There are a lot of bits of history floating around this community. There are the Mayme Gill plates with a variety of local pictures. A tiny pin dish and a miniature ceramic basket feature the original high school. Both of those pieces are white with gold trim. There are the paintings of Lela Briggs and Lucille Arthur. This community has a rich history (well documented by the local museum) and we need to make sure that the past inspires the present.

Where am I headed?  To Main Street. The Syndicate Block hails back to 1881. Dear Hearts, THIS IS A TREASURE that many communities would love to center on. Big Creek is a quiet beauty. We need to stop being the last town in the county and start claiming our place as a progressive community with the best in schools, churches and public services to be found in any Midwest community.

Connections – November 6, 2013

By Dolores Bader

Sweeping floors in any fast-food establishment would be preferable to being president of this country! One minute you are top dog and the next, low man on the totem pole. A small “O” obamacare is bound to be an addition to new versions of Webster’s Dictionary. What would newscasters have to talk about without the current fiasco? As 2013 plays out, we need to touch base with reality. According to Mr. Webster, part of the function of government is “direction, control and management.” Those are also commendable attributes in parents, teachers and business leaders. The problem isn’t the individual functions, the problem is in the application.

This is the month we recall, and celebrate, the birth of this nation. What were our forefathers pursuing? Oh yes, “liberty and justice for all.” Would good old George crossing the Potomac ever dreamed we’d be in a war of words over who is going to pay whose medical bills? Could Columbus sailing the waters blue have envisioned a land where billions are spent on Halloween and sports betting while segments of the population head for bed hungry? Have we lost touch with reality? Is Lincoln smiling his quiet smile as people post their stupidity all over the internet for the world to see?

What would happen if we were cast back on the resources of those first settlers in this land? Would we survive? It’s a sure bet that setting foot on the sailing ships was a lot easier than taking the first steps in the barren land they found on this side of the ocean. This month is the perfect time for reflection. What are our goals? Who is really running the show? We are on the brink of another election year. We dare not go forward without careful consideration. We need people in public office who have concerns beyond private agendas. It is time for wisdom and fortitude to prevail.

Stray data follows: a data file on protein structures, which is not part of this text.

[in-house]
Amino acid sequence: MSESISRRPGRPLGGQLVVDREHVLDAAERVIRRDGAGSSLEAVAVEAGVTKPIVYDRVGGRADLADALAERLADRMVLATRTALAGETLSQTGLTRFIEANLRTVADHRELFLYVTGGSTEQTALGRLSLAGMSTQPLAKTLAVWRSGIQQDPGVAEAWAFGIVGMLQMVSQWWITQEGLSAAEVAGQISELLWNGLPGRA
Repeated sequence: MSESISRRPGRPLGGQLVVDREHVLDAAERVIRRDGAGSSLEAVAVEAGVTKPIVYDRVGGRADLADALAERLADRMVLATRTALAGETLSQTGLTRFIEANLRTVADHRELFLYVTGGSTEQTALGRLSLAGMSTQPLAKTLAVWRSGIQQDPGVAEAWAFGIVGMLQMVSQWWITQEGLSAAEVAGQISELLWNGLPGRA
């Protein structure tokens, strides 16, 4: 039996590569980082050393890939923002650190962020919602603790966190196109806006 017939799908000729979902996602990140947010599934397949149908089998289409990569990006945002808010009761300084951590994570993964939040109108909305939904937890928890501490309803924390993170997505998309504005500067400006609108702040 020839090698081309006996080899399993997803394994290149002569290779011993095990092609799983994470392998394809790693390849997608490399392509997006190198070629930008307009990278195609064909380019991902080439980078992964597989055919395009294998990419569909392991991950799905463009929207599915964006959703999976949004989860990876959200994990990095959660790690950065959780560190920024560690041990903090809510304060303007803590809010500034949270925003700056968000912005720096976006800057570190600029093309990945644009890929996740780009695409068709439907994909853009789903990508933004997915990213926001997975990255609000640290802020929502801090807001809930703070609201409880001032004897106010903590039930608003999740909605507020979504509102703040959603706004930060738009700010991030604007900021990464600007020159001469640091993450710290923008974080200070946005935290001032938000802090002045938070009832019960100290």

Connections – October 30, 2013

By Dolores Bader

Finally! Are you aware of the fact that there are people working to provide this community with an ice skating rink? The preceding exclamation mark comes from years of wondering why this town could not provide a winter facility to accommodate one of the season’s most gratifying activities.

At a recent ball game Ron Crooks asked me if I played ball in high school. The answer was quick and easy…Heavens No! I was the kid who carried a book to ball games just so I could say I had been there. But there was one sport I dearly loved: Ice Skating! I have watched over the years as LPC youngsters skated (not wisely) on the crust of Big Creek. Site for the proposed rink is the empty lot next to the car wash. Perfect! As a community we CAN make this happen. You don’t have to be a hockey player or figure skater to appreciate this idea, but I’m sure kids inclined in those directions will be thrilled.

On a totally different subject – on a quiet country road in the middle of Iowa sits a white clapboard building that hides an interior as beautiful as any cathedral in the world. In the close knit community of Jubilee the building that houses Zion Evangelical Lutheran Church is a magnificent work of art! There was a time when Jubilee was a thriving small community with small businesses and their own school. Much of the community’s history was well documented by the late Joan Schreiber, who moved several of the old buildings to her farm to insure their preservation. The architecture and art work inside that church are both beautiful and inspiring. Renee Jesse at the magnificent organ and her sister-in-law Chris Jesse’s beautiful voice reflected their surroundings.

Another complete theme switch: Make sure you vote next Tuesday. This is an important election for LPC. In addition to the mayoral contest, the election of two new City Council members is very important to the future of this community. Make sure your voice is heard, that your ballot is counted.